Masood Khan stresses need to prepare comprehensive water policy


Islamabad: (Parliament Times) President Masood Khan said that India is not an upper riparian state, it is an occupier of the people, waters and land of one part of Jammu and Kashmir and therefore calls itself an upper riparian.
He made these remarks while speaking at the book launch ceremony of the book Hydro-Diplomacy: Preventing Water War Between Nuclear-Armed Pakistan and India authored by Ashfaq Mahmood, former federal secretary, Water and Power, and published by IPS Press – the publishing arm of the Institute of Policy Studies (IPS), Islamabad.
President Masood Khan said that the author has identified the key ingredients for the success of hydro-diplomacy, which he said were building mutual trust, third-party intercession, the commitment of the leadership and expert knowledge-based approach.
The President said that the book also identifies the Indus Water Treaty’s many loopholes and limitations. The limitations, he said, including groundwater, desertification, ecological impact, water quality, and flora and fauna, which in the long run has led to numerous problem.
President Khan said that the issue of water scarcity and a shortage is a reality that does not exclusively pertain to the shortfalls of the IWT. He said that Pakistan is a water scarce country and the situation will worsen till 2025 if drastic steps are not taken.
The President informed that the key issue of tension between Pakistan and India, is Kashmir. Till date, he said, India has not accepted the creation of Pakistan and the fact that the people of Jammu and Kashmir wanted to be a part of Pakistan. He said that for India; Kashmir and water are interlinked.
President AJK pointed out that, firstly, India is obsessed in keeping all its issues with Pakistan within the bilateral realm and keep away from third-party arbitration or intercession. Secondly, use dilatory tactics by restricting access to data and refusing to engage in any dialogue. Thirdly, he said India has always used the tensions between India and Pakistan as a smokescreen to complete their dams; like they completed Baglihar during the tensions experienced in the early 2000s. Lastly, he said that Indian lobby with neutral experts by either directly approaching them or the countries from which they originate.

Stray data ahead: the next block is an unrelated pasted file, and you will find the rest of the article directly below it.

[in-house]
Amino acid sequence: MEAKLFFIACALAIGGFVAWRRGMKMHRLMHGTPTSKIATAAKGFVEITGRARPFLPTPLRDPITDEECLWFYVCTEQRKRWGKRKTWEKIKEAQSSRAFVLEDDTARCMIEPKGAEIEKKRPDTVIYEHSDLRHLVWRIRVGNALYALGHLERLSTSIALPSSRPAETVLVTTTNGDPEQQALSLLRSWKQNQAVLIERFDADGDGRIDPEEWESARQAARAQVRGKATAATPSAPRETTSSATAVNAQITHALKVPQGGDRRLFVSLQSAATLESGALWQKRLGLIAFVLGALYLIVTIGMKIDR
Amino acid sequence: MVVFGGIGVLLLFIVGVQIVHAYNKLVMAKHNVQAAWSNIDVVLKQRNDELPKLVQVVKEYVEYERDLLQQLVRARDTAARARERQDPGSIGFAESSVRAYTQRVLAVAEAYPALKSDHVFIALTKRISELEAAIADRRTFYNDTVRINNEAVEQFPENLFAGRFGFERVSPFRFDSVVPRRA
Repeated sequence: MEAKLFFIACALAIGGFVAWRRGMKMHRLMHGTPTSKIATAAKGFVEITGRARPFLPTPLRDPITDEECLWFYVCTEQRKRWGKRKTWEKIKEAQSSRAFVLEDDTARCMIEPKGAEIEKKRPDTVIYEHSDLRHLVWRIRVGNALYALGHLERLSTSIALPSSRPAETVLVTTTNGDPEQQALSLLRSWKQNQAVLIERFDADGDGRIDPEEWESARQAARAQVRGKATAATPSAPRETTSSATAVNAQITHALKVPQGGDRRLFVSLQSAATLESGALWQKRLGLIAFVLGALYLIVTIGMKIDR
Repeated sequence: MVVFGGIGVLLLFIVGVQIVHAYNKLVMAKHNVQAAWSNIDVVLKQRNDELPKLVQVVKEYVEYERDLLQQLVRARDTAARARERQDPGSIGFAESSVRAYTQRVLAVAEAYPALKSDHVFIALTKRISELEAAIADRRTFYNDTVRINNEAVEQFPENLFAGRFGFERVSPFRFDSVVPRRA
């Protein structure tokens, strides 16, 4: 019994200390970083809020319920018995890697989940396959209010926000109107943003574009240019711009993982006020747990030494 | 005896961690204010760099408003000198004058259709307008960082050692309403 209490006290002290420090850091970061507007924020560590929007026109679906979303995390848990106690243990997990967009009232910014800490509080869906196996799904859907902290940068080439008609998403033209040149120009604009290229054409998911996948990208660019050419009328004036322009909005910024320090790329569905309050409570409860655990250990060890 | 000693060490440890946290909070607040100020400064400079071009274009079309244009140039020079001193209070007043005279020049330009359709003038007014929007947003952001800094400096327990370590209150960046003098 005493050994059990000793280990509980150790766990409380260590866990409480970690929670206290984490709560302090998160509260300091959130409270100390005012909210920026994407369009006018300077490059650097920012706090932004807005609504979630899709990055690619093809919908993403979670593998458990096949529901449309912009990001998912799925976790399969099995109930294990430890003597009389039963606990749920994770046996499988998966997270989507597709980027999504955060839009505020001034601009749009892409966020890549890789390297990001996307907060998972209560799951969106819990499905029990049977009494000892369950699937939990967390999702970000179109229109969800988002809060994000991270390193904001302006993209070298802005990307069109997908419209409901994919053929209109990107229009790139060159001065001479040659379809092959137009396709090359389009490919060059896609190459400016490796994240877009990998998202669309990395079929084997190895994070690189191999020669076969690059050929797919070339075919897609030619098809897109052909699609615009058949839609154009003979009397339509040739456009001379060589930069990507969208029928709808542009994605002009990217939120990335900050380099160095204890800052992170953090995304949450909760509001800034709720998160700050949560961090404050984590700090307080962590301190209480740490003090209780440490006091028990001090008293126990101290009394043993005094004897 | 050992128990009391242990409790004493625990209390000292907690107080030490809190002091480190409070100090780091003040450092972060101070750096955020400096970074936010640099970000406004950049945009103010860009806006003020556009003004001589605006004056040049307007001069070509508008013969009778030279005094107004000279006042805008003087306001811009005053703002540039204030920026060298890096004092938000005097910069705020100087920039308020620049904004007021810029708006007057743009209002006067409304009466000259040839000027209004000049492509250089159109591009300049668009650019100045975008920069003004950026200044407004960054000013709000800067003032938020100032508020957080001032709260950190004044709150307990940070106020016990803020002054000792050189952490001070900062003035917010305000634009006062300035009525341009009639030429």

President Masood Khan said that India despite its efforts to pit the people of Kashmir against Pakistan; Kashmiris are not deluded and have not been influenced by the Indian tactics. India, he said, has tried to manipulate Kashmiris into thinking that Pakistan’s just objections against the building of dams is an attempt towards denying them from reaping the benefits of such projects.
He also underscored the need for preparing a comprehensive water policy having an external domain encompassing India and other neighbours, as well as internal domain stressing on water conservation, the building of dams, investment in the environment and the strategies to deal with the challenges of climate change.
The President expressed hope that due to Pakistan’s strategic parity with India and its display of immense restraint will not allow for any escalation. He urged that it would be prudent for both the countries to de-link war and water and the nuclear capabilities of the neighbouring countries. He said that water is a natural resource which needs to be equitably distributed.
The event was also addressed by Ambassador (r) Shafqat Kakakhel, Mirza Hamid Hasan, former secretary, Water and Power and the chairman of IPS’ steering committee on Water, Energy & Climate Change, DG-IPS Khalid Rahman and the author Ashfaq Mahmood. The book launch was attended by senior bureaucrats, academics, scholars, and researchers.


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